×

Please register for a Sampan Travel account which will allow you to manage and favourite destinations, journeys, cruises, and accommodation.

To create your own itinerary on this site you first need to log into or register your own Sampan Travel account.

This will take only a couple of minutes and will allow you to Build Your Journey, work on it in collaboration with our travel consultants, and save and manage your favourite destinations and hotels for future reference.

Registration

Profile Informations

Login Details

login

First name is required!
Last name is required!
First name is not valid!
Last name is not valid!
This is not an email address!
Email address is required!
This email is already registered!
Password is required!
Enter a valid password!
Please enter 6 or more characters!
Please enter 16 or less characters!
Passwords are not same!
Terms and Conditions are required!
Email or Password is wrong!
Account confirmation is required. Please check your email for the confirmation link.
This account is not confirmed. Please check your email for the confirmation link.

Mingun

 

The town of Mingun in Myanmar is 11 kilometres upriver from Mandalay on the adjacent side of the Ayeyarwady. The Mingun Pagoda Pahtodawgyi would today be the biggest pagoda in the world if the grandiose scheme of King Bodawpaya had been completed. Each side of the vast base measures 72 metres (235 feet). The height is 52 metres (172 feet), but was intended to be a colossal 152 metres (500 feet high). The construction of the Mingun Pagoda, principally through slave labour, drained the surrounding region of both resources and manpower. The pagoda at Mingun is Burma’s most ambitious archaeological endeavour, but following the king's death construction was abandoned. Any remaining will to complete Pahtodawgyi were killed off for good by a widely believed prophesy that claimed the Konbaung Dynasty would collapse the day it was completed.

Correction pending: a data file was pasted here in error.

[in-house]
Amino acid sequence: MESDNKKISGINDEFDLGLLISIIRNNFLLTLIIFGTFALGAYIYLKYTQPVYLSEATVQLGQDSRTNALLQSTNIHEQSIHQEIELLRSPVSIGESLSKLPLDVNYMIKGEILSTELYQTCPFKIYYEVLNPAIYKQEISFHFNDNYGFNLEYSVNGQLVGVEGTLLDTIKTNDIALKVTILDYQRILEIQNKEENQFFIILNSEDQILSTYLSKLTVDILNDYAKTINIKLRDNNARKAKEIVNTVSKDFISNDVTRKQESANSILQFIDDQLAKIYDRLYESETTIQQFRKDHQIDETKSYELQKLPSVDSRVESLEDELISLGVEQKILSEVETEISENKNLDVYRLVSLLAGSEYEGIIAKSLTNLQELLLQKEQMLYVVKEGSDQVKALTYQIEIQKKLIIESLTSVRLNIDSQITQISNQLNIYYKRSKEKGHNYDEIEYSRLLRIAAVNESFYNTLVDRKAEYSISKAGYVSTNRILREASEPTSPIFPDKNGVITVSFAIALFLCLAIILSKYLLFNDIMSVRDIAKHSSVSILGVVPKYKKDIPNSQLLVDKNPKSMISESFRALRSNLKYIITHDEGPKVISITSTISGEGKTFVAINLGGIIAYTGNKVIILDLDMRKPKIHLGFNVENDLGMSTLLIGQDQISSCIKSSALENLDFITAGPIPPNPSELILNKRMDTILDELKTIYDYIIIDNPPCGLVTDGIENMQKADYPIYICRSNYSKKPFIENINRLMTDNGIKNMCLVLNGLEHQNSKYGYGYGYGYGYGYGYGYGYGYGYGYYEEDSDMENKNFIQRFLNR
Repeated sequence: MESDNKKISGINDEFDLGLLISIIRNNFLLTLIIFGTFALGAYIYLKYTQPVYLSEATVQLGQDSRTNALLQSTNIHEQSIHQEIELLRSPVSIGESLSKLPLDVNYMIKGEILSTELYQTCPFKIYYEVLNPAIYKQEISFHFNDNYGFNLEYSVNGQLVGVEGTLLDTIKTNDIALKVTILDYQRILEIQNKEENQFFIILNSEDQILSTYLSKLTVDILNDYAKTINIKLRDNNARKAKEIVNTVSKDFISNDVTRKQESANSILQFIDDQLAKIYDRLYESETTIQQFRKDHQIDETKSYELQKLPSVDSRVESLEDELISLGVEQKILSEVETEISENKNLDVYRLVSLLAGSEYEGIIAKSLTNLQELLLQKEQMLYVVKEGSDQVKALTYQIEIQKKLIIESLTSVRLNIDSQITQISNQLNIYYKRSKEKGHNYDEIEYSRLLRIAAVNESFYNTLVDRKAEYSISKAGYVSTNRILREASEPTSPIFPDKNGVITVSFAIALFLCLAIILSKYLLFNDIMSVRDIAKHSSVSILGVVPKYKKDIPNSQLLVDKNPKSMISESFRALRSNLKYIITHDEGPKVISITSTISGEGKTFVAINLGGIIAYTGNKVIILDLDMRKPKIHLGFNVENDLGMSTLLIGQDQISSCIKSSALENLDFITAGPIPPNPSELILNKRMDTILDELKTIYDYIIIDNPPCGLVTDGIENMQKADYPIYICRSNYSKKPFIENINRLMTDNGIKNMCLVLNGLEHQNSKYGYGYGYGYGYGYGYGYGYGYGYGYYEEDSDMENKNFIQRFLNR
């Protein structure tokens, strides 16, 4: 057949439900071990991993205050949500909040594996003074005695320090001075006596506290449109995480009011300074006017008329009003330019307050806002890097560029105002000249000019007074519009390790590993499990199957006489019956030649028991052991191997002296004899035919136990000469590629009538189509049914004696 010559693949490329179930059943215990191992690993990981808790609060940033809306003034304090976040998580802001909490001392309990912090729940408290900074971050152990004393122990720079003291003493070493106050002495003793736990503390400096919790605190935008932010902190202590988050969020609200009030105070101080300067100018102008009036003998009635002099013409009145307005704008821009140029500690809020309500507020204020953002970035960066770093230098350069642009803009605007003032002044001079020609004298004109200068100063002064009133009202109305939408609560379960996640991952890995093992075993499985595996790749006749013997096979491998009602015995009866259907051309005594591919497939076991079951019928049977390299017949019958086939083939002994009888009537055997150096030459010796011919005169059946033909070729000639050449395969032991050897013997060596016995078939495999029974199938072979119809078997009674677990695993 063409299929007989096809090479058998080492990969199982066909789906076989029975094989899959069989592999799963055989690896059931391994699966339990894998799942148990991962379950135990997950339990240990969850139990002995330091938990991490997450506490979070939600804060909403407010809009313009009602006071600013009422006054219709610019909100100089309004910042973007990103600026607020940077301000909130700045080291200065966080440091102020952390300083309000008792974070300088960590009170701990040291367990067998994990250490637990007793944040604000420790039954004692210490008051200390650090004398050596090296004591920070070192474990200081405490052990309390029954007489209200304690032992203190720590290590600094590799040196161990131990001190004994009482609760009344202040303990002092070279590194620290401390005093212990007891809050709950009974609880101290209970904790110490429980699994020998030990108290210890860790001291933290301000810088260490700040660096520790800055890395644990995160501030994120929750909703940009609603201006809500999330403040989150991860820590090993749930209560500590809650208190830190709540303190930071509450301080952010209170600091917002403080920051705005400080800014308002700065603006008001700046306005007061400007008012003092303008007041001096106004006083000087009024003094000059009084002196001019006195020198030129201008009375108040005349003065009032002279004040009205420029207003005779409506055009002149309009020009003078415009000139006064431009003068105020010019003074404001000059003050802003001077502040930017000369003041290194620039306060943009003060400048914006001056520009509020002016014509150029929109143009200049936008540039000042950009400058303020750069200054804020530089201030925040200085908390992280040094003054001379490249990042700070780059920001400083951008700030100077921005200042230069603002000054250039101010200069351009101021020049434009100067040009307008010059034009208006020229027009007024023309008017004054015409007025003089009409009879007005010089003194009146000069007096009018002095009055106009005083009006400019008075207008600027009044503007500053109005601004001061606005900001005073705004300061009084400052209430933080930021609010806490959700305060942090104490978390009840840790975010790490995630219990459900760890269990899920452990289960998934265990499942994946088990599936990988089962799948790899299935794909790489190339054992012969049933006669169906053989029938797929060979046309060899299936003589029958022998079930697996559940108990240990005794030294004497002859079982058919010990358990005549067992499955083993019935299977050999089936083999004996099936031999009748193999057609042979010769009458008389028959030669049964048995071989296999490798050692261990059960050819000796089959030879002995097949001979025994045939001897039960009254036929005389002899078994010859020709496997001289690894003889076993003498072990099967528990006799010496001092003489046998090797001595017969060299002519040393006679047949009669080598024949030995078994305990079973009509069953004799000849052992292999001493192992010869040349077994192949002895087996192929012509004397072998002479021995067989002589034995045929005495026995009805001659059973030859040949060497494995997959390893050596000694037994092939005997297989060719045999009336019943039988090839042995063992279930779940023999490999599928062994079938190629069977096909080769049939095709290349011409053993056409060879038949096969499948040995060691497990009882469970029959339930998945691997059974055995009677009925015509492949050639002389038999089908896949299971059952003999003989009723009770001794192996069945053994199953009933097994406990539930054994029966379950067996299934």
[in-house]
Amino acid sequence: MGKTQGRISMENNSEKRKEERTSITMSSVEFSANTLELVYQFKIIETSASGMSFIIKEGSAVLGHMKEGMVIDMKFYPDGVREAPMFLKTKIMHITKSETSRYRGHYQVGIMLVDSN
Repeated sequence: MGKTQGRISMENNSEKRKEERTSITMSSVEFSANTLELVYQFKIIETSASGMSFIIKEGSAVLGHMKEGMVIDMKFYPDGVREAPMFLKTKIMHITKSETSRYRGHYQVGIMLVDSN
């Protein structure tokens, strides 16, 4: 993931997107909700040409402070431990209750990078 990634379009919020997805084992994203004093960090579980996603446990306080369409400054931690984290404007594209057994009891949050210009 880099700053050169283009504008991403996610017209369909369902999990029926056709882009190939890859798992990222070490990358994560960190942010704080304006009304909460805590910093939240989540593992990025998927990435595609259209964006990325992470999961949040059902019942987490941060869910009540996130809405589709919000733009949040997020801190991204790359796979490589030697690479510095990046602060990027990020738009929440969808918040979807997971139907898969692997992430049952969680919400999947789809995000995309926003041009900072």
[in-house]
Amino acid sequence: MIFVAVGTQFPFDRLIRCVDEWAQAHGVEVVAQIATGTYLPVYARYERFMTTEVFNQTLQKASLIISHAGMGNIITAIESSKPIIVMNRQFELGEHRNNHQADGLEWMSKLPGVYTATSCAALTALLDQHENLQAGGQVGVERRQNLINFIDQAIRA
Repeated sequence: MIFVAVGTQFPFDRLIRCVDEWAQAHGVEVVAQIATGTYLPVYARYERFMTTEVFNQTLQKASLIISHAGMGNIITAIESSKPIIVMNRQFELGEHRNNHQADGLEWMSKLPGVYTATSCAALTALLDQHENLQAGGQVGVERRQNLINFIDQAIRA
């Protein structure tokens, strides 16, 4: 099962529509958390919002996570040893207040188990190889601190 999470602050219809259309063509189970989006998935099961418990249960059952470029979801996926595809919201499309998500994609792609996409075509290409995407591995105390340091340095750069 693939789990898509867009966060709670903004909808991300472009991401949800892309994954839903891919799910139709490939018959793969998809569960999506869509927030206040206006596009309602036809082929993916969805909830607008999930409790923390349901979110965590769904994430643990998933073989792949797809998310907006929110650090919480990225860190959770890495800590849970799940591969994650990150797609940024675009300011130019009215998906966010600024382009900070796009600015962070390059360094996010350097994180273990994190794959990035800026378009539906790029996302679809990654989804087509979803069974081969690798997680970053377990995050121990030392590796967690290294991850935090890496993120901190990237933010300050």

Not content with his mammoth pagoda plans, in 1790 Bodawpaya constructed a gigantic bell to accompany the pagoda. Today, the Mingun Bell is the second biggest functioning bell in the world (recently surpassed by the Pingdingshan Bell in China.) The bell is four metres high and five metres wide at the lip. Although impressive, it is much smaller than the legendary "Great Bell of Dhamazeddi" that was 327 tonnes, lost in the Yangon River by the Portuguese merchant-cum-privateer-cum-quasi-king Filipe de Brito e Nicote in 1608. (Not to be confused with the bell from Shwedagon Pagoda, taken by the British colonialists and also lost - temporarily at least - in the Yangon River.)

A short walk from the bell is Settawya Pagoda, a hollow shrine containing a footprint of the Buddha, brought to Mingun by Bodawpaya. Further on is the glorious snow white pagoda Mya Thein Tan, built by Bagyidaw for his first cousin and consort Princess Hsinbyune (Princess ‘White Elephant.’)

For more information about Mingun or to find out how you can incorporate it into a trip to Myanmar, please feel free to contact one of our travel consultants.

Relevant Pages